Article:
Greece’s Foreign Ministry slams what it calls Turkish threats of war, after the Turkish foreign minister threatened to “take action” against Greece in the wake of a military exercise in the Aegean Sea.
In a statement, the Foreign Ministry says Turkey’s “repeated threats of war” are “completely unacceptable,” and notes that Greece respects international law and the United Nations’ Law of the Sea.
Turkey insists the deployment of soldiers or weapons on eastern Aegean Greek islands near its coast violates the islands’ non-military status according to international law. Greece counters that it needs to defend them against a potential attack from Turkey, noting that Ankara maintains a sizable military force on the western Turkish coast, just across from the islands.
Yesterday, Turkish Foreign Minister Mevlut Cavusoglu said that “Greece needs to renounce its violation. Either it steps back on the issue and abides by the agreement or we’ll do whatever is necessary.”
China has established a secret overseas police station in Israel to monitor political dissidents in the country, according to a new report.
Safeguard Defenders, a Spain-based human rights organization, alleges in a 33-page report that China operates 102 such stations in 53 countries. The report claims that the station exists in order to “harass, threaten, intimidate and force targets to return to China for persecution.”
The new report this week claims Israel is one of the countries that is home to such a Chinese operation, in an unknown location, citing a Chinese news site linked to the Communist Party of China reporting that “Xu Weisong from the Israeli workstation” contributed to a work meeting of the Nantong overseas police.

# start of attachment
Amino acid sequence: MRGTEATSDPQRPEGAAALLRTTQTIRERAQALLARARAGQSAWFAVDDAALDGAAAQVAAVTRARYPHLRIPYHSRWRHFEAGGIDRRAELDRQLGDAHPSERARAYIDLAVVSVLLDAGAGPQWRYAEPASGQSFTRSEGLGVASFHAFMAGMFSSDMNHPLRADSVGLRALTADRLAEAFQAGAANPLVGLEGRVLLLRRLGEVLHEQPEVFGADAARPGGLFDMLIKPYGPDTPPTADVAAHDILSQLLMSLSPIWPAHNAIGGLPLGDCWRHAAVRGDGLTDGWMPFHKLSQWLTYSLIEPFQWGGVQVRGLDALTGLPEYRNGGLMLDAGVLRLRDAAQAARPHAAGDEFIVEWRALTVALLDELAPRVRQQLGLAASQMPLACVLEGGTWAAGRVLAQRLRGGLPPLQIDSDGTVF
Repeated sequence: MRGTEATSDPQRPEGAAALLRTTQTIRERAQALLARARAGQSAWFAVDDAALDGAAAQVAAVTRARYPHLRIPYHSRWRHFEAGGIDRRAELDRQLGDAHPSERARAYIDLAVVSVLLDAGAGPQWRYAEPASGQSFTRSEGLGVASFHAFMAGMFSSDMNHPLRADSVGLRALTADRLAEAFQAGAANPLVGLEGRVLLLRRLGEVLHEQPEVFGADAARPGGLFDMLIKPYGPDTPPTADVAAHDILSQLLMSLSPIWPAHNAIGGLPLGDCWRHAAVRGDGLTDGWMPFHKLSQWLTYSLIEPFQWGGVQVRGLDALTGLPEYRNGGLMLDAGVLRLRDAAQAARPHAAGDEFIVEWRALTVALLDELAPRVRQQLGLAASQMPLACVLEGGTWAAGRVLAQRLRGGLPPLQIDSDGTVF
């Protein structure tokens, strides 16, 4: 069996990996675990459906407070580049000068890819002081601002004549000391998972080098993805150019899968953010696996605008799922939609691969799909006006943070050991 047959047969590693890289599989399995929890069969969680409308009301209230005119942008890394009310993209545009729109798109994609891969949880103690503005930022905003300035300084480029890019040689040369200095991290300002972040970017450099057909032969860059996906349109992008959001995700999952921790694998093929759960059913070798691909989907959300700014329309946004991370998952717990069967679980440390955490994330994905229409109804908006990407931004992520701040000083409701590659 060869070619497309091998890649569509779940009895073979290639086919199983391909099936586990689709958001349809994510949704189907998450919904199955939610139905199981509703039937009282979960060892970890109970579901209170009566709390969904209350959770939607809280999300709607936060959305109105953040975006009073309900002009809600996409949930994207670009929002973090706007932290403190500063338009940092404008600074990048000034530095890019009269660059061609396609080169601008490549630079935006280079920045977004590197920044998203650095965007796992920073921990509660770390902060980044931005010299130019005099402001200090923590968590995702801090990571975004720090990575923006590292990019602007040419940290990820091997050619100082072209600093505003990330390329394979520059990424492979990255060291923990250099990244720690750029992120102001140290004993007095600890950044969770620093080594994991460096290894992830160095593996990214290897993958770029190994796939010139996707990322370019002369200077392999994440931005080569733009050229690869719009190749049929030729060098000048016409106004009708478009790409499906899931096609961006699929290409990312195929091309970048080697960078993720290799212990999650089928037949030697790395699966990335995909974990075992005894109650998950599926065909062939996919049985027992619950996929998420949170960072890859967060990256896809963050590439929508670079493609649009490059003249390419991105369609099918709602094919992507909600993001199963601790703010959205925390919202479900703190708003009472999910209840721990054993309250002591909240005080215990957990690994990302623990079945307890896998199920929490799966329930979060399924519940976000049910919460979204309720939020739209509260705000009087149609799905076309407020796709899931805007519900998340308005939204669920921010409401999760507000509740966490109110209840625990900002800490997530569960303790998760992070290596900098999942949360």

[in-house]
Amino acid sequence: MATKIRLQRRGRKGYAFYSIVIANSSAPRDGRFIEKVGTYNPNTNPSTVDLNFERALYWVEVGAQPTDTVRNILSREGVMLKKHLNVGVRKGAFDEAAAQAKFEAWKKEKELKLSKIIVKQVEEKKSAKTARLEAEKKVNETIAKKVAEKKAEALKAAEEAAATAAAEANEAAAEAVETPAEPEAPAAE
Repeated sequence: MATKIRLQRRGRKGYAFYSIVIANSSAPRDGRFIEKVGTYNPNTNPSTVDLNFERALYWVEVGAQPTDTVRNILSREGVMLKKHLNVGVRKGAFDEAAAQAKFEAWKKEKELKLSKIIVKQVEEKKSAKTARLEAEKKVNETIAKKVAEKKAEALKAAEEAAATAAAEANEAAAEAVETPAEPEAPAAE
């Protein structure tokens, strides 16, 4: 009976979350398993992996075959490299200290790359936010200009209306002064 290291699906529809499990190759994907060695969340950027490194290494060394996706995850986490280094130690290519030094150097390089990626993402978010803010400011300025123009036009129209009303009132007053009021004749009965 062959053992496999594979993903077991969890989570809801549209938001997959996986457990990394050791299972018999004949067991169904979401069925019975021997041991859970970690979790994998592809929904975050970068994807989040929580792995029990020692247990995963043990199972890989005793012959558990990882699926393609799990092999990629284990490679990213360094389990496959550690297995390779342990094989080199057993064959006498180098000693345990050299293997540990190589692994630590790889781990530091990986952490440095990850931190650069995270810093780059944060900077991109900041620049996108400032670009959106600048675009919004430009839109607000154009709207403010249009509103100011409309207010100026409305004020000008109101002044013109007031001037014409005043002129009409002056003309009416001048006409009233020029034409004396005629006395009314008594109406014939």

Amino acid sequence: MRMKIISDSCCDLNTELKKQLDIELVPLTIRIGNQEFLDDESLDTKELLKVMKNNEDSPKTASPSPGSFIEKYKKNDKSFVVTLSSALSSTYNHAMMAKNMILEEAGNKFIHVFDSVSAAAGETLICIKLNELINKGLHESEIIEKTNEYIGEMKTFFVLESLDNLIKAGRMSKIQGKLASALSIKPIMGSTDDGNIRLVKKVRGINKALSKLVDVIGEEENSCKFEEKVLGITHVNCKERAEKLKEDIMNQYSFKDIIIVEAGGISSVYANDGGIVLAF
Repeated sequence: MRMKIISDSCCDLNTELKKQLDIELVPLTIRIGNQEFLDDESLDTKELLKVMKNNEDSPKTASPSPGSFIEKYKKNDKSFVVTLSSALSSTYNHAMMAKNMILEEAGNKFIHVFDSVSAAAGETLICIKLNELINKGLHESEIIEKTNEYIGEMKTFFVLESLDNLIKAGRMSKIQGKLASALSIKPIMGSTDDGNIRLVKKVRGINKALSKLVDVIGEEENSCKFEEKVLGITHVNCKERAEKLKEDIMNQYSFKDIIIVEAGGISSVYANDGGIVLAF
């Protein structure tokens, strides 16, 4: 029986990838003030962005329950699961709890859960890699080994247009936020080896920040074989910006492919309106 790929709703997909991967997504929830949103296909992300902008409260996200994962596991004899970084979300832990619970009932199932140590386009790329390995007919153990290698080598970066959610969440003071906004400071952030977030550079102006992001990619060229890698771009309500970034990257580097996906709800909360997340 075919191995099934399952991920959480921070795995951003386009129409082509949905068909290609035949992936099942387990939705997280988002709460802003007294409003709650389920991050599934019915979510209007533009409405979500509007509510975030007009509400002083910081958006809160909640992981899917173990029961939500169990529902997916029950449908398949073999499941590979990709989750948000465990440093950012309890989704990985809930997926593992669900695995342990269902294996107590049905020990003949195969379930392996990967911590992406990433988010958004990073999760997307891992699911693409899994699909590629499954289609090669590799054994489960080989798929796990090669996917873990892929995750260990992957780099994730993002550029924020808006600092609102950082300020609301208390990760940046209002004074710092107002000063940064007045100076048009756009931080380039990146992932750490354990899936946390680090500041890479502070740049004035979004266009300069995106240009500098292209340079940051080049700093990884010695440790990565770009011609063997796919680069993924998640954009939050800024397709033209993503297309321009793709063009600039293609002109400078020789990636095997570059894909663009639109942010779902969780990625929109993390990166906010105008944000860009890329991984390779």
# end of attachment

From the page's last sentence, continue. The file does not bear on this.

There was no further evidence provided to back up the claim that China is operating a secret police station in Israel.
Badri Hosseini Khamenei, sister of Iran’s Supreme Leader Ayatollah Ali Khamenei, declares her support for the ongoing anti-government protests.
“I think it is appropriate now to declare that I oppose my brother’s actions and I express my sympathy with all mothers mourning the crimes of the Islamic Republic, from the time of Khomeini to the current era of the despotic caliphate of Ali Khamenei,” she writes in a letter shared on Twitter by her son, Mahmoud Moradkhani, according to Reuters.
Hosseini Khamenei, who lives in Iran, reportedly writes that the “Revolutionary Guards and mercenaries should lay down their weapons as soon as possible and join the people before it is too late.”